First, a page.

Throughout her life, Amyrose Foll has carried a strong sense of duty to serve others. For nearly a decade, she’s managed to do so in various ways: first as an intelligence analyst in the US Army, and then as a nurse and firefighter. But after she started growing her own food while raising children in the midst of an abusive relationship, Foll came to deeply understand the impact it had on herself, and she saw the profound and wide-ranging effect it could have on other vulnerable people.
“It reassured me of my ability and resilience. Farming ultimately gave me a lifeline and a safety net,” she says, noting it ultimately allowed her to leave her abusive spouse. “Ag is now who I am, not just what I do…The path I’ve taken that is allowing me to empower others to take control of their food, health and well-being is, in a way, more valuable.”
Since she first began growing her own food as a way to support herself, Foll’s relationship with agriculture has evolved. In 2019, she founded Virginia Free Farm in Kents Store, Virginia. After garnering a steady income through selling to local restaurants, retailers and farmers markets, Foll realized she had mounds of excess food on her hands, so she started donating the fresh foods to elderly neighbors and food banks in Central Virginia.
A certified nonprofit, Virginia Free Farm aims to provide free nutritious, responsibly produced food to neighbors in need. Foll donates every ounce of food grown on the 26-acre farm, in addition to seeds and planters. “Food is power,” says Foll. “Seed is power.”
As a member of the Abenaki tribe, Foll pays special attention to reviving traditional Indigenous foodways and sees her farm as an important platform to defy the conventional, highly industrialized food system. With Indigenous growers accounting for roughly two percent of the country’s producers, she says she knows her voice and actions are needed.
This has meant saving seeds and starting a seed library to help revive Indigenous plant varieties that have been lost or aren’t available commercially due to a colonized food system. She also employs traditional practices such as controlled burning, natural animal soil disruption and companion planting to foster stronger ecosystems that will be more resilient in the face of climate change.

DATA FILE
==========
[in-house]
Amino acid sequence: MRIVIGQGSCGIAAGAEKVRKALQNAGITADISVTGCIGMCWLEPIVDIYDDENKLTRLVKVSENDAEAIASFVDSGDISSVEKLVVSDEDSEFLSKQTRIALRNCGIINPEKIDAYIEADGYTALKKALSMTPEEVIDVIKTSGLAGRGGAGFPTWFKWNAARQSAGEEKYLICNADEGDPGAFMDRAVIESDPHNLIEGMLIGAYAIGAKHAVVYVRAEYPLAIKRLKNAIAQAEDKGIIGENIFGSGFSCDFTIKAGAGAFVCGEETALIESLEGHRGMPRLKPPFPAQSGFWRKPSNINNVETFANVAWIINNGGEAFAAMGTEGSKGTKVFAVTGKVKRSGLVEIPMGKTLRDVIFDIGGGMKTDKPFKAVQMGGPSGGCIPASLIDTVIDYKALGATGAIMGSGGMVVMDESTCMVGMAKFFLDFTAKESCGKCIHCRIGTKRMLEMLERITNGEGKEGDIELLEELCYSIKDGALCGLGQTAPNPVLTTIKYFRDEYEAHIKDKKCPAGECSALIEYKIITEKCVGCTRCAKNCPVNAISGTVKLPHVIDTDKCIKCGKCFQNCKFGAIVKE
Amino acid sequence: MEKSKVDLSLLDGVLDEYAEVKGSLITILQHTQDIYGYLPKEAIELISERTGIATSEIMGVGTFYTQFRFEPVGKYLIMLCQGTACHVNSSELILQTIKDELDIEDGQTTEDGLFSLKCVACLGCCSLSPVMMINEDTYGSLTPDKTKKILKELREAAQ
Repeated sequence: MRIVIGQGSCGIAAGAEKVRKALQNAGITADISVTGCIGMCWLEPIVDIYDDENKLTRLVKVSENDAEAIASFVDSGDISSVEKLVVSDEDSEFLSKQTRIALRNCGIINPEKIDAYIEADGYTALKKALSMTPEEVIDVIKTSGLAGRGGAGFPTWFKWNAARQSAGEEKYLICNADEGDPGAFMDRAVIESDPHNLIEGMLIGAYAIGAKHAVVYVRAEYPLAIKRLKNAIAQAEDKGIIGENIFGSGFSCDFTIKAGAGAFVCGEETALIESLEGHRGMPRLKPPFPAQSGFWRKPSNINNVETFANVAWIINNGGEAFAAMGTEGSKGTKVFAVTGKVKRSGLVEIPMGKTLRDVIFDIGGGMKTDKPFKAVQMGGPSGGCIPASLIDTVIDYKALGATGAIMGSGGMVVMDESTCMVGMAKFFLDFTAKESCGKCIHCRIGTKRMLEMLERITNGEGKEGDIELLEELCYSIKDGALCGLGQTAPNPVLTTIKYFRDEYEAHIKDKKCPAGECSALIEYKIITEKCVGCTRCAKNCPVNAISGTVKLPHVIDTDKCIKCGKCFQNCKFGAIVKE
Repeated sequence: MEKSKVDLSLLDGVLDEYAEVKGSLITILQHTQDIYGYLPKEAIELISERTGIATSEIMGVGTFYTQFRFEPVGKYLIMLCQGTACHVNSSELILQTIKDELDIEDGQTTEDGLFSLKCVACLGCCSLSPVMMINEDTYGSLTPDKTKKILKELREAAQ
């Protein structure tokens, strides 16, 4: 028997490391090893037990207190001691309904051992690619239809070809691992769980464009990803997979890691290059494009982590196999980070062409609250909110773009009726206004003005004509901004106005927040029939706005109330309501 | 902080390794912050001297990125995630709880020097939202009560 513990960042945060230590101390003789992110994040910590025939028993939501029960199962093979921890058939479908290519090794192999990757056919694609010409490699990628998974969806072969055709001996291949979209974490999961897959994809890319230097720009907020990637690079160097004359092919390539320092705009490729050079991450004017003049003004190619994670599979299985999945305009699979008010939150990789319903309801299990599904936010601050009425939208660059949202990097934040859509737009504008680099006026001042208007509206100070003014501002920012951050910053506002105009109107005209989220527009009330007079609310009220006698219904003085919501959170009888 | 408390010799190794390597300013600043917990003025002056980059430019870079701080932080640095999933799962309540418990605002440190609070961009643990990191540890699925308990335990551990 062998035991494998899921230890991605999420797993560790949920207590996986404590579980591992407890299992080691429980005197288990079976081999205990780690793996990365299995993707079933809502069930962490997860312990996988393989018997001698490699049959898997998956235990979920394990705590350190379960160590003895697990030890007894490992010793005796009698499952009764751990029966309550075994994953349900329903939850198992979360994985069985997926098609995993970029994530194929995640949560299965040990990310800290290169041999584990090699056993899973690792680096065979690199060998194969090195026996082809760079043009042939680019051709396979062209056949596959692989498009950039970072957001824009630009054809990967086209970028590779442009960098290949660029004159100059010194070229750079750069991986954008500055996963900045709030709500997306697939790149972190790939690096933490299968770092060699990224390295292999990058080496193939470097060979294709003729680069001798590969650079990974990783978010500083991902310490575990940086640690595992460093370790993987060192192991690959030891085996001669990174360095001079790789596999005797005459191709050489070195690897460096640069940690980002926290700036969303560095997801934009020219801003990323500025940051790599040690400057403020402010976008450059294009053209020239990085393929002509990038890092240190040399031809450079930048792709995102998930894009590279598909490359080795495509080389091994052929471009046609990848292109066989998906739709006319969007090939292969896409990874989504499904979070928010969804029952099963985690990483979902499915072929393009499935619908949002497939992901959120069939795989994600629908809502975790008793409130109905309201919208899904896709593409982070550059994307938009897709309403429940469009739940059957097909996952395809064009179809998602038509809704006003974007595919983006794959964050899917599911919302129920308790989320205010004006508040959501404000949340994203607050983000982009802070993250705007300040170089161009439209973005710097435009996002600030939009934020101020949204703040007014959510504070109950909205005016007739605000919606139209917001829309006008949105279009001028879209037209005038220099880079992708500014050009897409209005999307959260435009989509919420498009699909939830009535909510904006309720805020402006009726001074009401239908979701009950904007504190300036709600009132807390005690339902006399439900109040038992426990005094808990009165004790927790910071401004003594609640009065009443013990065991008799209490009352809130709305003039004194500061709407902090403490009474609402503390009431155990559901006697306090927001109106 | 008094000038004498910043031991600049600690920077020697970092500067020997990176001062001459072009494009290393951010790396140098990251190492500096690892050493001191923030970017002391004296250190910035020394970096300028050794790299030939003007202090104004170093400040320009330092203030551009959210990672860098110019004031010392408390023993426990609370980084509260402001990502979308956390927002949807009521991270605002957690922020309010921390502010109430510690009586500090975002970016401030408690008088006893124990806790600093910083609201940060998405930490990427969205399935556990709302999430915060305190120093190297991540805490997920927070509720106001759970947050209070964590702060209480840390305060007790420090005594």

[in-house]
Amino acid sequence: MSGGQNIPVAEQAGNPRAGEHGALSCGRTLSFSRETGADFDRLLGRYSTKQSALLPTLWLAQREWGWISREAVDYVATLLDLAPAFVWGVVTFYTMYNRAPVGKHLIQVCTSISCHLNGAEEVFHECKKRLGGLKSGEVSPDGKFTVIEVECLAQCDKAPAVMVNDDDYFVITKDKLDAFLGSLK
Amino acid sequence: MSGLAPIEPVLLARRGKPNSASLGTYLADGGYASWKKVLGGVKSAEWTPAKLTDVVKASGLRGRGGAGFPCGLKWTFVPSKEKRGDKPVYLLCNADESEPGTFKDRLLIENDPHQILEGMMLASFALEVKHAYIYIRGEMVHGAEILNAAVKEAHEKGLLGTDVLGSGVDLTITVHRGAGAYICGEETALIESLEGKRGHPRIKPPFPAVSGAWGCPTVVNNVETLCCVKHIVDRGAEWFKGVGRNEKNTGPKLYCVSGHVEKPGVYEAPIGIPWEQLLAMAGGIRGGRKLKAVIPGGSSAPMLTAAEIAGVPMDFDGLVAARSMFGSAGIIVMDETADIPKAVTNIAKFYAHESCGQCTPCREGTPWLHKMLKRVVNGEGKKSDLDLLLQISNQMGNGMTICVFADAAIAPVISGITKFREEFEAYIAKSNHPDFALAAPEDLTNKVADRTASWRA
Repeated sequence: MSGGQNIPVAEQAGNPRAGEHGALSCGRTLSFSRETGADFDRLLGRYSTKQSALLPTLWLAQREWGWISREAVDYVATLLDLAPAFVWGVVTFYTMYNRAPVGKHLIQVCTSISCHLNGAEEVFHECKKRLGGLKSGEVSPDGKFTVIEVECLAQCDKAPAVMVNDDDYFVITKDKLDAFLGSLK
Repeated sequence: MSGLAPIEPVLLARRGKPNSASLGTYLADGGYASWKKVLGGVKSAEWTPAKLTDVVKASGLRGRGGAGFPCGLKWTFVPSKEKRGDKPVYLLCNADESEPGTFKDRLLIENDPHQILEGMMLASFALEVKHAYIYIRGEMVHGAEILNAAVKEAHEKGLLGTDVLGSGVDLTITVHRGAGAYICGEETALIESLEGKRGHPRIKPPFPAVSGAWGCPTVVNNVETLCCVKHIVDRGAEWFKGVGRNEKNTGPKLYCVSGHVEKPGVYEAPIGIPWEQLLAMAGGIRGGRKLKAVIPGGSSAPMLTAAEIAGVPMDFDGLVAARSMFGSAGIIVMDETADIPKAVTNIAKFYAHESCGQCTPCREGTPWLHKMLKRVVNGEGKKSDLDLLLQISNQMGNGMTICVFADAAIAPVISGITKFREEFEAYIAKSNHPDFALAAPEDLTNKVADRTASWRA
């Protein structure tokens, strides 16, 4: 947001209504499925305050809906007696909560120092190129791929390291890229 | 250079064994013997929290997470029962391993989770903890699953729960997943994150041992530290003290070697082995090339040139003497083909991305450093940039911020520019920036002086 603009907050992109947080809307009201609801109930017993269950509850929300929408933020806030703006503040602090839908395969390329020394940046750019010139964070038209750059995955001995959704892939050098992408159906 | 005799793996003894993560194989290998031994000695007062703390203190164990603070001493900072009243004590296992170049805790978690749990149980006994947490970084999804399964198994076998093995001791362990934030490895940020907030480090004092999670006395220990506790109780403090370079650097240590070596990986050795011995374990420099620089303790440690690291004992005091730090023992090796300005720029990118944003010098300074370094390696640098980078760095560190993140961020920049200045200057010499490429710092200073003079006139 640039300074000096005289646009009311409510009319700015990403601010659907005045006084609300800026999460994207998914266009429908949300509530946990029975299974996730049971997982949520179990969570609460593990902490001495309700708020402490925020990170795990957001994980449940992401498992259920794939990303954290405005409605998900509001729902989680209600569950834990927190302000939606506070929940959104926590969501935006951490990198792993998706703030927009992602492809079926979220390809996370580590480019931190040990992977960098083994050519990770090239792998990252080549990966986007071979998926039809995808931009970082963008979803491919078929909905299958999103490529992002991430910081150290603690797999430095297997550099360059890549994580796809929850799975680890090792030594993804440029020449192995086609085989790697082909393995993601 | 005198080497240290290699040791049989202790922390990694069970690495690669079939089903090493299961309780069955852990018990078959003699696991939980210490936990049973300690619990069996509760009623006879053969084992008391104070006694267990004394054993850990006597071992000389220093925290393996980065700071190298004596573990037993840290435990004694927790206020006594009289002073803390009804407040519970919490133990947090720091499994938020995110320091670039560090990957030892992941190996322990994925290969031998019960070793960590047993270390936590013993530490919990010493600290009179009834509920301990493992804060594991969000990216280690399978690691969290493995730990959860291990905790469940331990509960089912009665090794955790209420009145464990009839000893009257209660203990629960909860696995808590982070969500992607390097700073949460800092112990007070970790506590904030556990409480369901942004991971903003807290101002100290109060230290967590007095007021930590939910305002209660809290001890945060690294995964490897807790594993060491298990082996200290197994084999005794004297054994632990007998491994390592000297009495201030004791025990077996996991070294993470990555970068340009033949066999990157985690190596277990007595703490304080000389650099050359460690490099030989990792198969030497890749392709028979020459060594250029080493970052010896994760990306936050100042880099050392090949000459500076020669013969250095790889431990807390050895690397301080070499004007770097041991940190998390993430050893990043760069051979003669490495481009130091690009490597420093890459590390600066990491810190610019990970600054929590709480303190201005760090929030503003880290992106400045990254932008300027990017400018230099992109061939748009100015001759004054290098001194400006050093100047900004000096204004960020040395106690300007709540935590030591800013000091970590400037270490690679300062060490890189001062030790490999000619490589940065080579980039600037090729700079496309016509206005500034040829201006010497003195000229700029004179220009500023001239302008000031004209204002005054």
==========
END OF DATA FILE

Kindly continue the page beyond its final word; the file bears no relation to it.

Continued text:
Foll tries to share the knowledge she’s acquired through every teaching opportunity she has. At the Virginia Free Farm, she offers workshops on how to grow your own food. The intent is to lift residents out of food insecurity with nutrient-dense food, while also helping to provide the resources needed for them to become self-sufficient.
“We as a society have become dissociated from our food sources and are progressively more beholden to the industry and sicker as a result,” she says. “Even helping a family start a garden to provide their own food to eat and share with their neighbors can provide a source of therapy, teach a child a skill and provide healthy, nourishing access to good quality food.”
Foll reaches her community through partnerships with schools, food banks and organizations such as Food Not Bombs, Lending Hands, Little Flower Catholic Worker Farm and Blessing Warriors. These organizations serve marginalized populations, including undocumented workers, formerly incarcerated women, as well as members of the LGBTQ and BIPOC communities. She also works with the Richmond Indigenous Society and groups such as the Upper Mattaponi, Rappahannock Nation and Monacan Nation.
To date, she says, a wide-ranging crop lineup of seasonal herbs and greens, broccoli, squash, beans, corn and various fruit trees have fed roughly 500 people each week in communities such as Louisa, Richmond and Charlottesville.
“I have felt vindicated through my work on Virginia Free Farm,” she says. “I know that initially some people thought I was crazy because no one does this, but I love that so many have rallied behind us. I think we are strengthening the fabric of our community, helping the next generation.”
It’s been two years since Foll launched Virginia Free Farm. She hopes to one day set up a network and framework for establishing farms like hers throughout the country because, in her mind, feeding the food-insecure while also empowering them to feed themselves is one of the greatest acts of service one can do.